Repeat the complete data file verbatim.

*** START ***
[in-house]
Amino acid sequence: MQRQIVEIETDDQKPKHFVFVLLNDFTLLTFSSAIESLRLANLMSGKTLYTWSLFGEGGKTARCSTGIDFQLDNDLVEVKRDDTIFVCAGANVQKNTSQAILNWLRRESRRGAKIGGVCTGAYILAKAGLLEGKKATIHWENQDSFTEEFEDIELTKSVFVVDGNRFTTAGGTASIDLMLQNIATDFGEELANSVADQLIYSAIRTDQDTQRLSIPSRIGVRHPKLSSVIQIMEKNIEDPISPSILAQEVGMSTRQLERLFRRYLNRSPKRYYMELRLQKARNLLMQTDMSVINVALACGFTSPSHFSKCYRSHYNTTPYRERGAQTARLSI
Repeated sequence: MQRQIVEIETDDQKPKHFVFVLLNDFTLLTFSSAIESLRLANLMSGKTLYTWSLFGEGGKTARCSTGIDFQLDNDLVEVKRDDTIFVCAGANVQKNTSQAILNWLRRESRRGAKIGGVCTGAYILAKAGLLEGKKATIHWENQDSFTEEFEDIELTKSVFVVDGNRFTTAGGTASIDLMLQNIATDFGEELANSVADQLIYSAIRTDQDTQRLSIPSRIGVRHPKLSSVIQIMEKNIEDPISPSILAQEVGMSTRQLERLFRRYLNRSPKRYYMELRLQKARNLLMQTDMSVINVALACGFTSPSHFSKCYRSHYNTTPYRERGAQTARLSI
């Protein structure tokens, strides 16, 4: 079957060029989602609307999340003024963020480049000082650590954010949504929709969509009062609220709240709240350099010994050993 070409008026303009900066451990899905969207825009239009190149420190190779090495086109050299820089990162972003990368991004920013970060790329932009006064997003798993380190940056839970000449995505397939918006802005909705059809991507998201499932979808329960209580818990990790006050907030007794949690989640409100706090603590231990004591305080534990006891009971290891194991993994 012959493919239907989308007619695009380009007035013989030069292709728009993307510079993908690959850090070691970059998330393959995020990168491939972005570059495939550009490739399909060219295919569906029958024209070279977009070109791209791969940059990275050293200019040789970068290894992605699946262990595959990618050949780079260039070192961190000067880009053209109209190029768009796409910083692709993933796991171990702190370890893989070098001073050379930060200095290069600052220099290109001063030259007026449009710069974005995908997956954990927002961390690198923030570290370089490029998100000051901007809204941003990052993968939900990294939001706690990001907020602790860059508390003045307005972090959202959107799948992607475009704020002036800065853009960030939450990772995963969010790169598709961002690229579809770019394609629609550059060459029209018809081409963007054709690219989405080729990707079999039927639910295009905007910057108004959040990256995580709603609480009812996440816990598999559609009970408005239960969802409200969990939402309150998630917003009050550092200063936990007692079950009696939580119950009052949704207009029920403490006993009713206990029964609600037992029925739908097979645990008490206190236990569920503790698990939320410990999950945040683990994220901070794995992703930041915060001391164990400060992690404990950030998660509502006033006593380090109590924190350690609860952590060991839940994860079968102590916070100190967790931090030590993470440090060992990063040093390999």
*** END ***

[in-house]
Amino acid sequence: MQRQIVEIETDDQKPKHFVFVLLNDFTLLTFSSAIESLRLANLMSGKTLYTWSLFGEGGKTARCSTGIDFQLDNDLVEVKRDDTIFVCAGANVQKNTSQAILNWLRRESRRGAKIGGVCTGAYILAKAGLLEGKKATIHWENQDSFTEEFEDIELTKSVFVVDGNRFTTAGGTASIDLMLQNIATDFGEELANSVADQLIYSAIRTDQDTQRLSIPSRIGVRHPKLSSVIQIMEKNIEDPISPSILAQEVGMSTRQLERLFRRYLNRSPKRYYMELRLQKARNLLMQTDMSVINVALACGFTSPSHFSKCYRSHYNTTPYRERGAQTARLSI
Repeated sequence: MQRQIVEIETDDQKPKHFVFVLLNDFTLLTFSSAIESLRLANLMSGKTLYTWSLFGEGGKTARCSTGIDFQLDNDLVEVKRDDTIFVCAGANVQKNTSQAILNWLRRESRRGAKIGGVCTGAYILAKAGLLEGKKATIHWENQDSFTEEFEDIELTKSVFVVDGNRFTTAGGTASIDLMLQNIATDFGEELANSVADQLIYSAIRTDQDTQRLSIPSRIGVRHPKLSSVIQIMEKNIEDPISPSILAQEVGMSTRQLERLFRRYLNRSPKRYYMELRLQKARNLLMQTDMSVINVALACGFTSPSHFSKCYRSHYNTTPYRERGAQTARLSI
């Protein structure tokens, strides 16, 4: 079957060029989602609307999340003024963020480049000082650590954010949504929709969509009062609220709240709240350099010994050993 070409008026303009900066451990899905969207825009239009190149420190190779090495086109050299820089990162972003990368991004920013970060790329932009006064997003798993380190940056839970000449995505397939918006802005909705059809991507998201499932979808329960209580818990990790006050907030007794949690989640409100706090603590231990004591305080534990006891009971290891194991993994 012959493919239907989308007619695009380009007035013989030069292709728009993307510079993908690959850090070691970059998330393959995020990168491939972005570059495939550009490739399909060219295919569906029958024209070279977009070109791209791969940059990275050293200019040789970068290894992605699946262990595959990618050949780079260039070192961190000067880009053209109209190029768009796409910083692709993933796991171990702190370890893989070098001073050379930060200095290069600052220099290109001063030259007026449009710069974005995908997956954990927002961390690198923030570290370089490029998100000051901007809204941003990052993968939900990294939001706690990001907020602790860059508390003045307005972090959202959107799948992607475009704020002036800065853009960030939450990772995963969010790169598709961002690229579809770019394609629609550059060459029209018809081409963007054709690219989405080729990707079999039927639910295009905007910057108004959040990256995580709603609480009812996440816990598999559609009970408005239960969802409200969990939402309150998630917003009050550092200063936990007692079950009696939580119950009052949704207009029920403490006993009713206990029964609600037992029925739908097979645990008490206190236990569920503790698990939320410990999950945040683990994220901070794995992703930041915060001391164990400060992690404990950030998660509502006033006593380090109590924190350690609860952590060991839940994860079968102590916070100190967790931090030590993470440090060992990063040093390999």